urviving architecture school can be a tough road, depending on how you look at it. When I went to Texas Tech University in the late 80's there were over 400 students in my freshman class. Less than fifty of us graduated on schedule. Most of the others dropped out, switched majors, or graduated later. These numbers might be enough to scare anybody off, but the fact of the matter is if you stick with it, remain positive (and realistic), and have fun while working hard, you're going to pass.
Before I go on, I'd like to note that, yes, I understand that the 80's may be ancient history to some of you. Computer classes were electives back then. Men wore pink shirts and parachute pants, even in Texas. Some even listened to and had hair like The Flock of Seagulls. The fact of the matter is, the concepts in architecture school are still basically the same whether you're using the drawing board or the computer.
Anyways, most of the drop off happens the first year. The professors do this quickly so you're not wasting your time. Some professors will give you those same scary statistics in the first few weeks of school. Soon after, 10% of the students have disappeared. The professors will work you hard enough that you may miss some parties and some sleep. This will get rid of several more.
Everybody hears about the sleepless nights of an architecture student. In many cases this is true. There is a way to avoid it though - Don't Procrastinate! In my first year we had many small design projects, most averaging around three to four weeks in length. I watched many students do absolutely nothing the first week or two, then work late nights the last week. I learned pretty quickly that if I started much earlier my mind was much fresher, the designs were better thought out, and I slept peacefully that last week while many of the other students were working late or pulling all nighters. Plus I always knew that I am one of those people that just needs sleep more than most.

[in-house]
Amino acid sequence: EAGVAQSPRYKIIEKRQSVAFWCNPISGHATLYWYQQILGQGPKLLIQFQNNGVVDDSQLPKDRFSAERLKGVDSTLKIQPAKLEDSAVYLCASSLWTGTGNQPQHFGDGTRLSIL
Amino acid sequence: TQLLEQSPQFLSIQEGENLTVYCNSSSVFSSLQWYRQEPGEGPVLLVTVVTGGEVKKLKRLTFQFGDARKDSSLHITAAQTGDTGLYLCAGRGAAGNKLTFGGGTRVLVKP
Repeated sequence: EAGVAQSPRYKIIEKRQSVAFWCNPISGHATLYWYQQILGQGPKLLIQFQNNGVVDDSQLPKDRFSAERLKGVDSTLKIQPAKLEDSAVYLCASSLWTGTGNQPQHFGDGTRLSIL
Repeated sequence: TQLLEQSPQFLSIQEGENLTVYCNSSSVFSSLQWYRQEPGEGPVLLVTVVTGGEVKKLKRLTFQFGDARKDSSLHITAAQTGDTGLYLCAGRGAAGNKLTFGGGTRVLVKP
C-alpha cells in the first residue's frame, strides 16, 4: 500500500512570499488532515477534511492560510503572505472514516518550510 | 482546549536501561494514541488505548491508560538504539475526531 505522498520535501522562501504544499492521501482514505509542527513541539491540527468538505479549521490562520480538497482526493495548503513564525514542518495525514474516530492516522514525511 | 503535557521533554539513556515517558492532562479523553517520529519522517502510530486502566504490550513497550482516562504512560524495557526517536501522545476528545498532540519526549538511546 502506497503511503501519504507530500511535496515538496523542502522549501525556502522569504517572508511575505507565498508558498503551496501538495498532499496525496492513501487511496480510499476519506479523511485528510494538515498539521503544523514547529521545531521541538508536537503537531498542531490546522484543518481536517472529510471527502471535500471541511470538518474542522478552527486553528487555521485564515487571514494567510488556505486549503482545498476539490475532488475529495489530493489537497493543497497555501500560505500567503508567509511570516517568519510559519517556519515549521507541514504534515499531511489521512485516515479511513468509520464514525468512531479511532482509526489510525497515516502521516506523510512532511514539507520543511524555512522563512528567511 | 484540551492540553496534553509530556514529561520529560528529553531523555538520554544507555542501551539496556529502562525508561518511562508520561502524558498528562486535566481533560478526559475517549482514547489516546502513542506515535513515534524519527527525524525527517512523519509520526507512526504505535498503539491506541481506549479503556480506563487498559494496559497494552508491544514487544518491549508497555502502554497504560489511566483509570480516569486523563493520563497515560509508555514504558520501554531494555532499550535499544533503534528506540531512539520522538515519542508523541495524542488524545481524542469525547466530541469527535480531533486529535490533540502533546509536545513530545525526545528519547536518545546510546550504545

I did stay up all night once, and this was unavoidable. In my second year my professor gave us a short two week project. It was a large viking museum. We had two weeks for design, revisions, renderings and a model. I worked on it every day for those two weeks. I remember it was due on a Friday afternoon. The Sunday night before I had my last eight hour night of sleep. The next few nights I had six, four and two hours of sleep. Thursday night I didn't sleep at all, spending all night working in the architecture building with all of the other students. The next morning many of us had a quiz in another class. We all failed, and I fell asleep during the test. Later that afternoon as I was finishing up my project, I was drawing a line on one of my renderings and fell asleep again. I ended up drawing a big fat line across the whole rendering.
Architecture school really isn't all that bad if you enjoy creating things. The projects are typically more fun than many projects architects work on in the real world, and I've always enjoyed art classes. One of my art professors told us that once you really understand shade and shadow, the whole world opens up, and you see things differently. That always stuck with me, and I soon saw and understood how he was right.
The professors bring up all types of fun projects. In one design class we each had to design a chair using only paper and string. We all had to sit in our chairs during the critique. Unfortunately for me, I was one of the last ones to present. I sat there watching the others as my chair slowly sagged towards the floor.